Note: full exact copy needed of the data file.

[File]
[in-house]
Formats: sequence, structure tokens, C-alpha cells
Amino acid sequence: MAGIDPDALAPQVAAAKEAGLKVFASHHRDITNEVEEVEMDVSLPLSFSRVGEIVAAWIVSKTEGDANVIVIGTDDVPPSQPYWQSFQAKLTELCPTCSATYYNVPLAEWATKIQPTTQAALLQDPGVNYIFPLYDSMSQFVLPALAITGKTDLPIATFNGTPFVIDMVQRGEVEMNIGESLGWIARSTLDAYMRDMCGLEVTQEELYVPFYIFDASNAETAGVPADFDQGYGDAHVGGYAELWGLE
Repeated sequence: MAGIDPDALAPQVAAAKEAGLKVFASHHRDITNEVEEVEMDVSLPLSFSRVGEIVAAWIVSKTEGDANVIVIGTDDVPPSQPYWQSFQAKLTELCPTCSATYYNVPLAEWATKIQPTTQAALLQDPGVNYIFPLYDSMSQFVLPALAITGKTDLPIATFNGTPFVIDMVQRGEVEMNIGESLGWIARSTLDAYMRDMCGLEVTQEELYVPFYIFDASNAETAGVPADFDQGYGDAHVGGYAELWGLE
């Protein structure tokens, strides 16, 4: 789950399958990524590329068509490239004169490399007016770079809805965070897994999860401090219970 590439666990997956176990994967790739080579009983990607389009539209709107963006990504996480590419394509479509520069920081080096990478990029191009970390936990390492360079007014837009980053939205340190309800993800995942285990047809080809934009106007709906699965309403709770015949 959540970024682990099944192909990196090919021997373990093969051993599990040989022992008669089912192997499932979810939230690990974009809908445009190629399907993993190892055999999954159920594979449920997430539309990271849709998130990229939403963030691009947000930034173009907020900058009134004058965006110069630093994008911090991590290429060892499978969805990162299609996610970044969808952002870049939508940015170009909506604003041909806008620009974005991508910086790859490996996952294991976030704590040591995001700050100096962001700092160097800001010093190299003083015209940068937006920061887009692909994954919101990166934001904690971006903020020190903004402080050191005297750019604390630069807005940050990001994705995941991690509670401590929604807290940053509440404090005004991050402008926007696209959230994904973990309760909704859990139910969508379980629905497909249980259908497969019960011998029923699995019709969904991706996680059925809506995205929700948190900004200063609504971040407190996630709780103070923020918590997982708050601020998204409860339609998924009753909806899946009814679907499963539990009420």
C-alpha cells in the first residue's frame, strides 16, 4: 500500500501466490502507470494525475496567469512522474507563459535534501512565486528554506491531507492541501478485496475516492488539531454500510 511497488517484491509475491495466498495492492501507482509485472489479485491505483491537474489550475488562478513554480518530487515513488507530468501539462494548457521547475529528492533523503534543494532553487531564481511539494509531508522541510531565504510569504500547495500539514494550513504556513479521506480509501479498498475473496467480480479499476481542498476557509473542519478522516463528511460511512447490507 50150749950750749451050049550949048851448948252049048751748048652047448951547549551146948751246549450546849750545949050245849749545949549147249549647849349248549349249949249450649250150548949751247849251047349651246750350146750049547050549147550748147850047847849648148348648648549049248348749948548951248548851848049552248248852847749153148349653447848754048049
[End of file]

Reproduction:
[in-house]
Formats: sequence, structure tokens, C-alpha cells
Amino acid sequence: MAGIDPDALAPQVAAAKEAGLKVFASHHRDITNEVEEVEMDVSLPLSFSRVGEIVAAWIVSKTEGDANVIVIGTDDVPPSQPYWQSFQAKLTELCPTCSATYYNVPLAEWATKIQPTTQAALLQDPGVNYIFPLYDSMSQFVLPALAITGKTDLPIATFNGTPFVIDMVQRGEVEMNIGESLGWIARSTLDAYMRDMCGLEVTQEELYVPFYIFDASNAETAGVPADFDQGYGDAHVGGYAELWGLE
Repeated sequence: MAGIDPDALAPQVAAAKEAGLKVFASHHRDITNEVEEVEMDVSLPLSFSRVGEIVAAWIVSKTEGDANVIVIGTDDVPPSQPYWQSFQAKLTELCPTCSATYYNVPLAEWATKIQPTTQAALLQDPGVNYIFPLYDSMSQFVLPALAITGKTDLPIATFNGTPFVIDMVQRGEVEMNIGESLGWIARSTLDAYMRDMCGLEVTQEELYVPFYIFDASNAETAGVPADFDQGYGDAHVGGYAELWGLE
């Protein structure tokens, strides 16, 4: 789950399958990524590329068509490239004169490399007016770079809805965070897994999860401090219970 590439666990997956176990994967790739080579009983990607389009539209709107963006990504996480590419394509479509520069920081080096990478990029191009970390936990390492360079007014837009980053939205340190309800993800995942285990047809080809934009106007709906699965309403709770015949 959540970024682990099944192909990196090919021997373990093969051993599990040989022992008669089912192997499932979810939230690990974009809908445009190629399907993993190892055999999954159920594979449920997430539309990271849709998130990229939403963030691009947000930034173009907020900058009134004058965006110069630093994008911090991590290429060892499978969805990162299609996610970044969808952002870049939508940015170009909506604003041909806008620009974005991508910086790859490996996952294991976030704590040591995001700050100096962001700092160097800001010093190299003083015209940068937006920061887009692909994954919101990166934001904690971006903020020190903004402080050191005297750019604390630069807005940050990001994705995941991690509670401590929604807290940053509440404090005004991050402008926007696209959230994904973990309760909704859990139910969508379980629905497909249980259908497969019960011998029923699995019709969904991706996680059925809506995205929700948190900004200063609504971040407190996630709780103070923020918590997982708050601020998204409860339609998924009753909806899946009814679907499963539990009420």
C-alpha cells in the first residue's frame, strides 16, 4: 500500500501466490502507470494525475496567469512522474507563459535534501512565486528554506491531507492541501478485496475516492488539531454500510 511497488517484491509475491495466498495492492501507482509485472489479485491505483491537474489550475488562478513554480518530487515513488507530468501539462494548457521547475529528492533523503534543494532553487531564481511539494509531508522541510531565504510569504500547495500539514494550513504556513479521506480509501479498498475473496467480480479499476481542498476557509473542519478522516463528511460511512447490507 50150749950750749451050049550949048851448948252049048751748048652047448951547549551146948751246549450546849750545949050245849749545949549147249549647849349248549349249949249450649250150548949751247849251047349651246750350146750049547050549147550748147850047847849648148348648648549049248348749948548951248548851848049552248248852847749153148349653447848754048049